The Great Observatories
NASA’s Great Observatories program is a series of space telescopes that study the cosmos across the electromagnetic spectrum. One central goal of the program was to overlap the operations phases of the missions to enable astronomers to make contemporaneous observations of objects at different spectral wavelengths. See some of the amazing images from these and other great telescopes.
Until relatively recently in the history of astronomy all telescopes observed visible light, essentially the same form of light that our eyes see. However, visible light is only a small part of the entire electromagnetic spectrum. Seeing astronomical sources in different wavelengths tells us different information about the objects.
NASA launched a series of telescopes called “NASA’s Great Observatories” program to concurrently observe objects in various wavelengths. The Spitzer Space Telescope observes infrared or heat radiation. Because the Earth’s atmosphere absorbs this energy, this telescope was launched into space orbit. The Hubble Space Telescope primarily observes in visual wavelengths. The Chandra X-ray Observatory, another Earth-orbiting telescope, observes X-ray radiation, a high energy wavelength that is absorbed by our atmosphere.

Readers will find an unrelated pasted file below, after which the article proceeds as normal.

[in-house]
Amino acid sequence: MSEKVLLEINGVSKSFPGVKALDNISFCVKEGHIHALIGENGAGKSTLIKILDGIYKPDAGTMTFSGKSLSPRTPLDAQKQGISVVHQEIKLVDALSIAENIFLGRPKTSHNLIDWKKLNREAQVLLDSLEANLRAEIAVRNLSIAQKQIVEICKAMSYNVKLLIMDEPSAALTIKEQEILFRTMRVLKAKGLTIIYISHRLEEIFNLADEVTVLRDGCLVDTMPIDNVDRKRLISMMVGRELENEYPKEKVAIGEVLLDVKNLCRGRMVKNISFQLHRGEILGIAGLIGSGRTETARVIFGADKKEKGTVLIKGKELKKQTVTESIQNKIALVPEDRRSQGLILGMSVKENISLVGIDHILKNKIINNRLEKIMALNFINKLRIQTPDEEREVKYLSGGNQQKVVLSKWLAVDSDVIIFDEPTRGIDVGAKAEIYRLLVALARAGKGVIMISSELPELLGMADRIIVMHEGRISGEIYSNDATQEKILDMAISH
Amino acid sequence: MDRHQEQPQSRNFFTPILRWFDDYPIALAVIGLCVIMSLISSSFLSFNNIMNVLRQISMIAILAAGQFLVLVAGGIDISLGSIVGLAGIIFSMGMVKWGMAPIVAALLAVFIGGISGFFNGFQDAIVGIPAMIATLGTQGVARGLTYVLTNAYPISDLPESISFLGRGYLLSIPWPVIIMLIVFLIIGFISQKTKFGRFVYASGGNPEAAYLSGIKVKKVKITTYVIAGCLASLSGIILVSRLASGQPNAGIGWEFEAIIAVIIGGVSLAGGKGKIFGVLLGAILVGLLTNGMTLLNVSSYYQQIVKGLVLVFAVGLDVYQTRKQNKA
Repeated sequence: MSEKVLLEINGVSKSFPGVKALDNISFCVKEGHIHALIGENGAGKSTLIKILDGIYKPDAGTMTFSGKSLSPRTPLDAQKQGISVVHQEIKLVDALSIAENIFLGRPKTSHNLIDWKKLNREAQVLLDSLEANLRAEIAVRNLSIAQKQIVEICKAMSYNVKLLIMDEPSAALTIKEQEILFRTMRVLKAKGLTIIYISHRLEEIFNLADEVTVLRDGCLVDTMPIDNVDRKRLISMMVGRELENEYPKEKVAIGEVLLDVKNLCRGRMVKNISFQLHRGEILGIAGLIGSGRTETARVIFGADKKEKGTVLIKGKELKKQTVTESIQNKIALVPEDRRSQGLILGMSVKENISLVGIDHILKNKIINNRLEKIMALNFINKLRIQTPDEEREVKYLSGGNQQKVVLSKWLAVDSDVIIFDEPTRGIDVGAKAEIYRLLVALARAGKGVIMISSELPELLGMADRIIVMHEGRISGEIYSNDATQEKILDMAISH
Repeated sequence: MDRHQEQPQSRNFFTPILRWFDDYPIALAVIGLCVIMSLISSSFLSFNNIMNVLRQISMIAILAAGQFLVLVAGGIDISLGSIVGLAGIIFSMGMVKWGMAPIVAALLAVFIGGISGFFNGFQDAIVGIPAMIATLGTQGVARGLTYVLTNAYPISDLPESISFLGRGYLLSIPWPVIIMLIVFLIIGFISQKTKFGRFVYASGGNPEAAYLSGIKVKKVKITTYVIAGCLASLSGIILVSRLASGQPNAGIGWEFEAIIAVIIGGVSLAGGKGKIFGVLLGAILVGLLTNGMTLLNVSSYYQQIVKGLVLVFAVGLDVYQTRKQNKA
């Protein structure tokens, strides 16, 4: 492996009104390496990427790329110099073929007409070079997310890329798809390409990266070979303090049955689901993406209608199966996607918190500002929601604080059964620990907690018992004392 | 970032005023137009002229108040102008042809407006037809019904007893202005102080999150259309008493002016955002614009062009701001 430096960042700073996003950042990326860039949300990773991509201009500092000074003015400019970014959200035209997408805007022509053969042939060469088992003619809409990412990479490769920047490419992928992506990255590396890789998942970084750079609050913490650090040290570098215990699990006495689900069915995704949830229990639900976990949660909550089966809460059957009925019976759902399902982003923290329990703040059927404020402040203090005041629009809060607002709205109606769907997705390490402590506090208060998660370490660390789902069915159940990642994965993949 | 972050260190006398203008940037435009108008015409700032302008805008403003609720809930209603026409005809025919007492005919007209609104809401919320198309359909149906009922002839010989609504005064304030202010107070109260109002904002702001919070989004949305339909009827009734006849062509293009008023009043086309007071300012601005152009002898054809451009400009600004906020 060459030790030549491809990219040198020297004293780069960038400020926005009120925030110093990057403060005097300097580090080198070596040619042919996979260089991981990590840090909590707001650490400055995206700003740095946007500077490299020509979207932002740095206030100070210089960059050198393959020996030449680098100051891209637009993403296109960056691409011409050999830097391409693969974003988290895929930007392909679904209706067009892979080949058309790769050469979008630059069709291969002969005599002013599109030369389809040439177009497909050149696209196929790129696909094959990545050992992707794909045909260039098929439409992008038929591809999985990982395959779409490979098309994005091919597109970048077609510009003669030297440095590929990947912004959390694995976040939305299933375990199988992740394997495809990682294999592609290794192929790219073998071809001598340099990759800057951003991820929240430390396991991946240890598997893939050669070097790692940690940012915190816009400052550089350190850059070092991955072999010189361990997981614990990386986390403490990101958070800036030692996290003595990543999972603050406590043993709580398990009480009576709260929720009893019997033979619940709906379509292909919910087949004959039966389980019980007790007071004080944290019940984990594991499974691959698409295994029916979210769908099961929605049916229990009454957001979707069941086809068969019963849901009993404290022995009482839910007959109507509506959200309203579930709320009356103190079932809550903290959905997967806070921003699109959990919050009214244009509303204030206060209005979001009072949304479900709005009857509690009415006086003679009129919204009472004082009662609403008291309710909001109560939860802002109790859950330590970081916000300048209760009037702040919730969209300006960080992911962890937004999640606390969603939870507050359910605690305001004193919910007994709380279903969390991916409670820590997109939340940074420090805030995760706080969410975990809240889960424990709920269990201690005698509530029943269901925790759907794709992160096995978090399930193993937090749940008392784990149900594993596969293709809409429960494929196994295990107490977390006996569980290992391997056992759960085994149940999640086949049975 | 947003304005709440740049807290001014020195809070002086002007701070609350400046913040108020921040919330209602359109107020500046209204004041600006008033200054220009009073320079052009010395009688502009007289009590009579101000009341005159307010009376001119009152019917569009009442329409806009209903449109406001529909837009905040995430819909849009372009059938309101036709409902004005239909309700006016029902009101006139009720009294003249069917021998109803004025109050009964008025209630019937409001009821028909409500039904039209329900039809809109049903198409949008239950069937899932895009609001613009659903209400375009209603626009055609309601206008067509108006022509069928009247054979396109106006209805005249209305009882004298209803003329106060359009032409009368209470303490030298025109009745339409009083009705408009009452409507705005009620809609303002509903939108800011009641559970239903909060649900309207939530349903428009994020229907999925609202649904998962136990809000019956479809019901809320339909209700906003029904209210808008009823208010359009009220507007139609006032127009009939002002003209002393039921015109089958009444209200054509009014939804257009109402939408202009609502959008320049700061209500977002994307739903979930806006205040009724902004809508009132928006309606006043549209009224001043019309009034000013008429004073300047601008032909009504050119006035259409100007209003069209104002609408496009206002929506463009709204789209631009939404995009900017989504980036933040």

Hubble Space Telescope
The famous Hubble Space Telescope (HST), named after the astronomer Edwin Hubble, continues to collect images of the sky in the near ultraviolet, visible, and near infrared spectra. Launched into space in 1990, this telescope has undergone several Space Shuttle mission repairs and upgrades. HST’s successor, the James Webb Space Telescope (JWST), is scheduled to be launched in 2018.
Hubble Space Telescope 3D Model
(requires WWT Windows application)
Chandra Space Observatory
The Chandra X-ray Observatory detects X-ray emissions from very hot regions of the Universe such as exploded stars, clusters of galaxies, and matter around black holes. Chandra is a space-based telescope, orbiting above Earth’s atmosphere to detect X-rays which would otherwise be absorbed by Earth's atmosphere.
Spitzer Space Telescope
The Spitzer Space Telescope was launched in 2003 in an earth-trailing orbit. This telescope captures the infrared spectrum (primarily heat radiation). An onboard tank of liquid helium, or cryogen, cools the 85 cm telescope to only a few degrees above absolute zero (-459°F, -273°C).